A patch for pt.c

Geoff Keating geoffk@ozemail.com.au
Sat Jul 31 22:30:00 GMT 1999

> Date: Mon, 5 Jul 1999 10:54:30 -0700 (PDT)
> Cc: geoffk@ozemail.com.au, drepper@cygnus.com (Ulrich Drepper),
>         ian@cygnus.com (Ian Lance Taylor), egcs-patches@egcs.cygnus.com
> From: hjl@lucon.org (H.J. Lu)
> > 
> > 
> > On Mon, 5 Jul 1999, Geoff Keating wrote:
> > 
> > > I suspect there is a (possibly machine-specific) bug in your ld; in
> > > fact, I would suspect the problem is in linking PIC code into
> > > executables.
> > 
> > When I originally looked at this using a different test case (G++ and some
> > templates) I found that you could only get it to happen reliably on intel,
> > sparc showed something similar and alpha appeared to work correctly. 
> > 
> It is a very tricky bug. I don't think you will see it on machines
> with PIC as default. However, in my second testcase, you may see a

You mean, "you won't see it on alpha", since that is the only machine
which you mention which uses PIC as default.

> different bug where executable and DSO may have different values for
> the same symbol. The whole thing is due to the weak symbol handling.
> It is a known issue when DSO is involved. We had a lengthy discussion
> at the IA64 ABI committee. Basically, to get it right for C++ with
> DSO, we have to use weak for the same symbol in all cases.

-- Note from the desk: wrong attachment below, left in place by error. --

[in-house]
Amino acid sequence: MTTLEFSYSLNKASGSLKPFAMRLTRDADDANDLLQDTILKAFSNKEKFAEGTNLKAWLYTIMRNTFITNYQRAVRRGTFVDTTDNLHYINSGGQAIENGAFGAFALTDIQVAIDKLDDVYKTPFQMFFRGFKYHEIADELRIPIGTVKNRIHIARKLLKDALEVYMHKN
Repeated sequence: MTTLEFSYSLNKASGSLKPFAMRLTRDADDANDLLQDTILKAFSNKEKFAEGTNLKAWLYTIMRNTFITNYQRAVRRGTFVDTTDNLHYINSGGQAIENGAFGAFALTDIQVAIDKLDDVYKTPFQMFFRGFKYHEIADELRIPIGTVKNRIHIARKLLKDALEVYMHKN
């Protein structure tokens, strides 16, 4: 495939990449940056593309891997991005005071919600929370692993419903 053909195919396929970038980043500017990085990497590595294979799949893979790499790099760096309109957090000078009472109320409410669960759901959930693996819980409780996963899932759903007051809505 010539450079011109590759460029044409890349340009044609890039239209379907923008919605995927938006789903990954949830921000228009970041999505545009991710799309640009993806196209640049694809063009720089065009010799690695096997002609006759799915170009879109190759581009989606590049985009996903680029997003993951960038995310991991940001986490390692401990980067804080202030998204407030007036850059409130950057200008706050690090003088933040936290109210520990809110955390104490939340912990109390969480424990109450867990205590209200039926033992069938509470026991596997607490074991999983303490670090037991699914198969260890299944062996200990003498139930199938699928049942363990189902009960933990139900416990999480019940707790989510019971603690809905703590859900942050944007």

> This patch to gcc may do the trick. It should work on all platforms.
> Please try to recompile gcc 2.95 and try again.

I'm confused.

In your testcase, you do this:

First, you build a shared object `libfoo.so', containing a non-weak symbol:

int deallocate = 0;

Next, you build two executables.  Each executable redefines the same
symbol, twice, as a weak symbol:

[in `main.c':]
#pragma weak deallocate
int deallocate = 0;

[in `bar.c':]
#pragma weak deallocate

int deallocate = 0;

Then you check that functions in 'main.c' and in 'bar.c' see the same
address of the symbol.  The link order is `libfoo.so main.o bar.o'.
The two testcases differ only in that `bar.c' is compiled PIC in one
of them.

Now, in this case the correct behaviour is always that the symbol seen
is the one in 'main.c', because executables override shared objects
and otherwise the first symbol in link order is the one that is
visible.  Both GNU 'ld' on powerpc-linux, and Solaris 'ld' on
sparc-solaris, agree with me on this (I just checked).

The effect of the '#pragma weak' here is that it suppresses what would
otherwise be a link error.  It has no other effect.

Again, ld.so has nothing to do with the result of the testcase; the
relocations should be bound inside the executable (except possibly on
alpha, where everything is PIC).

However, you should still use '#pragma weak' on objects like
'libfoo.o', because if you compiled it to a _static_ library, it could
cause a link error.

Geoffrey Keating <geoffk@ozemail.com.au>

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